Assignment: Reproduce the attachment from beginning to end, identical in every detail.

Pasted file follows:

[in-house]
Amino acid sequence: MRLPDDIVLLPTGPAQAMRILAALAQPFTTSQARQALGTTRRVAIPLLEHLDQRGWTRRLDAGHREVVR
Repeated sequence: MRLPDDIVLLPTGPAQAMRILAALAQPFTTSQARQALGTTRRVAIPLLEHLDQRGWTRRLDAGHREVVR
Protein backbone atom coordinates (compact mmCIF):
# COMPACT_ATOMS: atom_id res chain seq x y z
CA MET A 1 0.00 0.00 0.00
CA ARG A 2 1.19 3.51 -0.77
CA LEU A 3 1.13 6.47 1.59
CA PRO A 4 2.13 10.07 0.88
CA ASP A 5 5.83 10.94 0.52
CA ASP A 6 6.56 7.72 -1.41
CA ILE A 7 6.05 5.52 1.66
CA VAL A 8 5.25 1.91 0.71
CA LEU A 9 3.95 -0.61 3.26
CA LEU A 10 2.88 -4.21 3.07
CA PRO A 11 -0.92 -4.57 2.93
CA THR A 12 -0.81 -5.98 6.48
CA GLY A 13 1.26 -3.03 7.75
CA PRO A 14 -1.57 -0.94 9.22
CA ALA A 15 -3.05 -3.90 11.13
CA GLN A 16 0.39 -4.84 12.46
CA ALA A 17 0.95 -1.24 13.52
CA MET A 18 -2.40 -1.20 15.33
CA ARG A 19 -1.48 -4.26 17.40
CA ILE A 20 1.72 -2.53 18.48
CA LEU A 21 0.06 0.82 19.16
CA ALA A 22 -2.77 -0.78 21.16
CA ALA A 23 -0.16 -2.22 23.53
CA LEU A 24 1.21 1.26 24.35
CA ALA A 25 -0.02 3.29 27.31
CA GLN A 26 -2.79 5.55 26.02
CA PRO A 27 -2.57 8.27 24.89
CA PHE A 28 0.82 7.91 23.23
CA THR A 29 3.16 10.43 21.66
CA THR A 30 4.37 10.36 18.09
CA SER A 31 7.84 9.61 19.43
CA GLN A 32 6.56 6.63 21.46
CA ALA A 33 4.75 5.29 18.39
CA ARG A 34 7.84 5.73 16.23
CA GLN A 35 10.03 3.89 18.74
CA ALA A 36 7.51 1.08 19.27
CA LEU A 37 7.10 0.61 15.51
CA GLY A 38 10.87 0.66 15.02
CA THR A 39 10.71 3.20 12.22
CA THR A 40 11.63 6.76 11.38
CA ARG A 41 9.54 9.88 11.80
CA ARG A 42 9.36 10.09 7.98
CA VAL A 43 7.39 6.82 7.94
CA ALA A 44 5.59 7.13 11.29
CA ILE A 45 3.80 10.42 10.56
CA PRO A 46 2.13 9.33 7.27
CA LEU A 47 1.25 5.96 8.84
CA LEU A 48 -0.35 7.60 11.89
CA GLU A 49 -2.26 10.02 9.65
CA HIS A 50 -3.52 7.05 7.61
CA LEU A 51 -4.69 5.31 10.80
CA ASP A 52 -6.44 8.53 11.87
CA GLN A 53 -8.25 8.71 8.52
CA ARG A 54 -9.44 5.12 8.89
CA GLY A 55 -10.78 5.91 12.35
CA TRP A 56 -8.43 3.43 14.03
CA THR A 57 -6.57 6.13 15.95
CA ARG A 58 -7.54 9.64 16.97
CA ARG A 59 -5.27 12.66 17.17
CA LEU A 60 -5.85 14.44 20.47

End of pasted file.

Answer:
[in-house]
Amino acid sequence: MRLPDDIVLLPTGPAQAMRILAALAQPFTTSQARQALGTTRRVAIPLLEHLDQRGWTRRLDAGHREVVR
Repeated sequence: MRLPDDIVLLPTGPAQAMRILAALAQPFTTSQARQALGTTRRVAIPLLEHLDQRGWTRRLDAGHREVVR
Protein backbone atom coordinates (compact mmCIF):
# COMPACT_ATOMS: atom_id res chain seq x y z
CA MET A 1 0.00 0.00 0.00
CA ARG A 2 1.19 3.51 -0.77
CA LEU A 3 1.13 6.47 1.59
CA PRO A 4 2.13 10.07 0.88
CA ASP A 5 5.83 10.94 0.52
CA ASP A 6 6.56 7.72 -1.41
CA ILE A 7 6.05 5.52 1.66
CA VAL A 8 5.25 1.91 0.71
CA LEU A 9 3.95 -0.61 3.26
CA LEU A 10 2.88 -4.21 3.07
CA PRO A 11 -0.92 -4.57 2.93
CA THR A 12 -0.81 -5.98 6.48
CA GLY A 13 1.26 -3.03 7.75
CA PRO A 14 -1.57 -0.94 9.22
CA ALA A 15 -3.05 -3.90 11.13
CA GLN A 16 0.39 -4.84 12.46
CA ALA A 17 0.95 -1.24 13.52
CA MET A 18 -2.40 -1.20 15.33
CA ARG A 19 -1.48 -4.26 17.40
CA ILE A 20 1.72 -2.53 18.48
CA LEU A 21 0.06 0.82 19.16
CA ALA A 22 -2.77 -0.78 21.16
CA ALA A 23 -0.16 -2.22 23.53
CA LEU A 24 1.21 1.26 24.35
CA ALA A 25 -0.02 3.29 27.31
CA GLN A 26 -2.79 5.55 26.02
CA PRO A 27 -2.57 8.27 24.89
CA PHE A 28 0.82 7.91 23.23
CA THR A 29 3.16 10.43 21.66
CA THR A 30 4.37 10.36 18.09
CA SER A 31 7.84 9.61 19.43
CA GLN A 32 6.56 6.63 21.46
CA ALA A 33 4.75 5.29 18.39
CA ARG A 34 7.84 5.73 16.23
CA GLN A 35 10.03 3.89 18.74
CA ALA A 36 7.51 1.08 19.27
CA LEU A 37 7.10 0.61 15.51
CA GLY A 38 10.87 0.66 15.02
CA THR A 39 10.71 3.20 12.22
CA THR A 40 11.63 6.76 11.38
CA ARG A 41 9.54 9.88 11.80
CA ARG A 42 9.36 10.09 7.98
CA VAL A 43 7.39 6.82 7.94
CA ALA A 44 5.59 7.13 11.29
CA ILE A 45 3.80 10.42 10.56
CA PRO A 46 2.13 9.33 7.27
CA LEU A 47 1.25 5.96 8.84
CA LEU A 48 -0.35 7.60 11.89
CA GLU A 49 -2.26 10.02 9.65
CA HIS A 50 -3.52 7.05 7.61
CA LEU A 51 -4.69 5.31 10.80
CA ASP A 52 -6.44 8.53 11.87
CA GLN A 53 -8.25 8.71 8.52
CA ARG A 54 -9.44 5.12 8.89
CA GLY A 55 -10.78 5.91 12.35
CA TRP A 56 -8.43 3.43 14.03
CA THR A 57 -6.57 6.13 15.95
CA ARG A 58 -7.54 9.64 16.97
CA ARG A 59 -5.27 12.66 17.17
CA LEU A 60 -5.85 14.44 20.47